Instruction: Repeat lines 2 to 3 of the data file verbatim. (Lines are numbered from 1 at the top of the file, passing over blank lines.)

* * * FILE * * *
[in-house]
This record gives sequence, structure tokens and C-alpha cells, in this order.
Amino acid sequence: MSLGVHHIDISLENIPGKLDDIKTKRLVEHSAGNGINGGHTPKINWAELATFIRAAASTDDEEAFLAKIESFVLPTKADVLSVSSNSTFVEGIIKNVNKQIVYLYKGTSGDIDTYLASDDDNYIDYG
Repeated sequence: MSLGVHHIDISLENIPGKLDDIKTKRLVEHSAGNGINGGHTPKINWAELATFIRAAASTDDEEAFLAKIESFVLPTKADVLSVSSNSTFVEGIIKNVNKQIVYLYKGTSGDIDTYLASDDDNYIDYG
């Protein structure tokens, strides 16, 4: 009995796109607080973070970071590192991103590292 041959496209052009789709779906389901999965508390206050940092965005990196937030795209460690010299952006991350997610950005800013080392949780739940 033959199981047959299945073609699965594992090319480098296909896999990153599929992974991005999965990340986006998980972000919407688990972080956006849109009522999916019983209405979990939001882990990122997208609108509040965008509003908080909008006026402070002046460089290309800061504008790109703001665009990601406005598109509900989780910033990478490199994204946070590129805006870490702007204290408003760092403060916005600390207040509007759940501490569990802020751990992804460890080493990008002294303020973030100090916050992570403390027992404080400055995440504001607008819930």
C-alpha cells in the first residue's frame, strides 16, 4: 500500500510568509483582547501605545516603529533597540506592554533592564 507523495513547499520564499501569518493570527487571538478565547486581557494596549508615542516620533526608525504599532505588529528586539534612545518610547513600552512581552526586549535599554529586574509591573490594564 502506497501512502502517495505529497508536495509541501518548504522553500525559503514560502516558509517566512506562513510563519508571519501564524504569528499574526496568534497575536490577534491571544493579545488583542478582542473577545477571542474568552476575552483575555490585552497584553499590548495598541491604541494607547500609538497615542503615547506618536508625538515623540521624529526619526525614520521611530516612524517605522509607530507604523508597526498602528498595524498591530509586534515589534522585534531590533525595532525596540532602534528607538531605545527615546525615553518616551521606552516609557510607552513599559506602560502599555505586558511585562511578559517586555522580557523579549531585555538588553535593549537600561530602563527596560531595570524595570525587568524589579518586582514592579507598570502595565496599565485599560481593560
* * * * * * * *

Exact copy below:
This record gives sequence, structure tokens and C-alpha cells, in this order.
Amino acid sequence: MSLGVHHIDISLENIPGKLDDIKTKRLVEHSAGNGINGGHTPKINWAELATFIRAAASTDDEEAFLAKIESFVLPTKADVLSVSSNSTFVEGIIKNVNKQIVYLYKGTSGDIDTYLASDDDNYIDYG